Consumers remain comfortable with home energy costs while pump prices edge up

Source: GM Media Stock ImageAlthough the recent rise in pump prices has dampened views on the affordability of gasoline, Americans remain generally content with what they pay for home energy. Our latest analysis, using the Spring (April) 2018 data from the U-M Energy Survey, yields a home energy affordability index of 126 (±10). Although the previous quarter (Winter 2018) saw a nominal dip in this measured of perceived affordability, this latest value remains in line with what the index has been for some time now. In short, consumers are on average comfortable with what they pay to heat their homes and run the appliances, lights, electronics and other energy-consuming devices they use in their everyday lives.

As seen in the chart below, which compares the Energy Survey’s affordability metric for home energy with that for gasoline, the Spring 2018 value is quite close to the long-term average index of 125. That means that monthly energy bills would have to rise by 125% — that is, more than double — before average consumers feel that they would have to make some changes in their day-to-day lives because of home energy costs.

Thus, this most recent value marks the second quarter of a return to the long-term average after seeing a gain in the index — indicating even more positive feelings about the affordability of home energy — over the last three quarters of 2017. In contrast, consumers are feeling progressively less comfortable with what they have to pay to fuel their cars (see the Gasoline Affordability write-up for more information).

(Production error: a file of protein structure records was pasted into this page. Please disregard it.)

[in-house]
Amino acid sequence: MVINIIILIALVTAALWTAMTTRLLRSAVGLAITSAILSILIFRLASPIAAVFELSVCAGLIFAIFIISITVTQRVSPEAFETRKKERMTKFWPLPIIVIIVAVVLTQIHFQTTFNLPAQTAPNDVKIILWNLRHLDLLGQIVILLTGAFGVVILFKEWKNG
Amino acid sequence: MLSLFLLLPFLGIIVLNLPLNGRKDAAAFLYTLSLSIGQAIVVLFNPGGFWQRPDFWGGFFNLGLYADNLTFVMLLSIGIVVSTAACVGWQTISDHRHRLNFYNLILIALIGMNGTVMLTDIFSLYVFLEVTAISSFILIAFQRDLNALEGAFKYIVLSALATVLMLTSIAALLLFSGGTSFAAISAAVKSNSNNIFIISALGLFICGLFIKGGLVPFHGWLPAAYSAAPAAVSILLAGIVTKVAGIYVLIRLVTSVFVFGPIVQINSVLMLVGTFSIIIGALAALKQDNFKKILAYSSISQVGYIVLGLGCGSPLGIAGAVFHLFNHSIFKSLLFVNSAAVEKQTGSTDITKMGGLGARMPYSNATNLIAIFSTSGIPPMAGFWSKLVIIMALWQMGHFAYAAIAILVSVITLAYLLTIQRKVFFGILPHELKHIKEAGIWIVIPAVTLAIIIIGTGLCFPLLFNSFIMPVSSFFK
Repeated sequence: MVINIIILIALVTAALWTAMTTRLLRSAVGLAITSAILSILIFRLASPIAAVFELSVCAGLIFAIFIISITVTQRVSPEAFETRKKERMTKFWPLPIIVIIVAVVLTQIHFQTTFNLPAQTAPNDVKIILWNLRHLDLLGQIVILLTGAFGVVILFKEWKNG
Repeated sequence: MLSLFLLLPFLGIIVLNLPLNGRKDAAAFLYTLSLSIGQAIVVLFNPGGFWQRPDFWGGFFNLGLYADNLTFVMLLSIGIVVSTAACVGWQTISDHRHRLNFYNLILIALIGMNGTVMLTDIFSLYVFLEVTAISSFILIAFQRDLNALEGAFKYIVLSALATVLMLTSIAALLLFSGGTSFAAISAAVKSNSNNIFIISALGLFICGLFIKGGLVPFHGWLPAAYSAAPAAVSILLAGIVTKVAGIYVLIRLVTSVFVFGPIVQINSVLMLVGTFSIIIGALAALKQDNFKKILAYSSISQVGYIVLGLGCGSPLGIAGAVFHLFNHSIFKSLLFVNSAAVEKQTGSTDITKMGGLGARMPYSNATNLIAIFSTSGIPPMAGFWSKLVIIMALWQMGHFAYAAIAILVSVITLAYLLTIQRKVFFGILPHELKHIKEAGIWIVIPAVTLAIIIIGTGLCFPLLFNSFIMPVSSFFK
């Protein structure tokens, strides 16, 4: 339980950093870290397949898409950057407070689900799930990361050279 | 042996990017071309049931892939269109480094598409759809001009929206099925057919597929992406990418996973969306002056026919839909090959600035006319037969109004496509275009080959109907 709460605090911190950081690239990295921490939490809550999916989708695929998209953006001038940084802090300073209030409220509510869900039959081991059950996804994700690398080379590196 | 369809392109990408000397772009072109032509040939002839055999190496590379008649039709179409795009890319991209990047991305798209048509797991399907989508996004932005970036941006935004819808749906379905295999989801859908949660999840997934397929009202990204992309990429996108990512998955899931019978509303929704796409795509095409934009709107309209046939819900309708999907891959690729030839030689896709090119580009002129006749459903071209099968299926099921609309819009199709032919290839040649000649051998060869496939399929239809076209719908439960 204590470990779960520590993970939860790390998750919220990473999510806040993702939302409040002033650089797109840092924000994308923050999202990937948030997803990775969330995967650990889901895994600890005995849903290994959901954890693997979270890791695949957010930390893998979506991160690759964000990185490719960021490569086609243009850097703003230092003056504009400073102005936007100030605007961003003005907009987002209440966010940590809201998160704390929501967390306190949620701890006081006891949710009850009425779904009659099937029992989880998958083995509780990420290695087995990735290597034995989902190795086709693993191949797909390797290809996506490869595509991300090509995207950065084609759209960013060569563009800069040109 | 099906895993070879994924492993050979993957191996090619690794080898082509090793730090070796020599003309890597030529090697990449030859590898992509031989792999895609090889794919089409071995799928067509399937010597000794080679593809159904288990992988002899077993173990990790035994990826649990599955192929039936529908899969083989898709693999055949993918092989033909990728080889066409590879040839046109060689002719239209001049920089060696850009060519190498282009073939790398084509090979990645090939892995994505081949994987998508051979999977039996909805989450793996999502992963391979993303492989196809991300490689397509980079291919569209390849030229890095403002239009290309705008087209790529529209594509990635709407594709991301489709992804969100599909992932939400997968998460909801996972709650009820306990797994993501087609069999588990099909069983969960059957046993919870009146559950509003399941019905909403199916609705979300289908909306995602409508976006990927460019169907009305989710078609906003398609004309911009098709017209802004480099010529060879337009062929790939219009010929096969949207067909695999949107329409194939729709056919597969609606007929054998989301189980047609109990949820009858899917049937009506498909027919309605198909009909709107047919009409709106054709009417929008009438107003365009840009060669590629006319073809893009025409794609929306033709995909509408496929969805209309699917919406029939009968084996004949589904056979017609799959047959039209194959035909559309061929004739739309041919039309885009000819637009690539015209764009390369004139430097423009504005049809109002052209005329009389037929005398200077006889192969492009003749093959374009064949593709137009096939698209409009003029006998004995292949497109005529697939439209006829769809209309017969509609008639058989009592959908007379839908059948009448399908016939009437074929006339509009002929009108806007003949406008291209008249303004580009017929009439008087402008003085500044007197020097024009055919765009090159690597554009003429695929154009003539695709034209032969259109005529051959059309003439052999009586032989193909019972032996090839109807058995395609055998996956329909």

Although U.S. consumers may use different forms of energy in their homes depending on where they live, essentially everyone uses electricity, and natural gas is used in just over two-thirds of homes. Although the Energy Information Administration (EIA) does not report monthly estimates of home energy costs, it does report monthly energy prices. This next chart shows recent trends in national average residential electricity (orange curve) and natural gas (blue curve) prices. Although we didn’t start the U-M Energy Survey until fall 2013, the graph starts in the year 2000 to show some historical context, notably the very high natural gas prices experienced in the mid-to-late 2000s before the fracking boom lowered the price of that fuel. 

Electricity prices vary seasonally, peaking in the summer months and typically seeing an annual low in January. So this chart emphasizes the 12-month running average while also showing the seasonal ups and downs that impact consumers’ power bills (unless one is on a payment plan that evens out the billing, as some utilities offer). When we started the Energy Survey in fall 2013, the average residential electricity price for the year ending that October was 12.1 cents per kilowatt-hour (¢/kWh). EIA’s latest published data give a national average electricity price of 12.9 ¢/kWh in February 2018, prior to our most recent spring survey in April. Thus, over the past four and a half years, consumers have seen only slightly higher electricity prices. Moreover, the small increase that occurred was quite gradual, especially compared to the seasonal variation.

We calculate the affordability index by comparing the energy costs that consumers say they would find to be unaffordable to the costs — in this case, their monthly home energy bills — they experience when each quarterly survey sample is taken. As explained in our overview of how the indices are calculated, an affordability index of 100 means that consumers believe energy prices would have to double (i.e., see a 100% increase) before they were considered unaffordable. In this context, “unaffordable” means that the energy cost has become so high that consumers feel they would need to change their day-to-day activities in some way. When consumers report that the price they find unaffordable is the same as what they currently pay, then the affordability index is zero.

Consumer views about the affordability of energy do vary with household income, as described in an earlier post that examined demographic factors on the topic.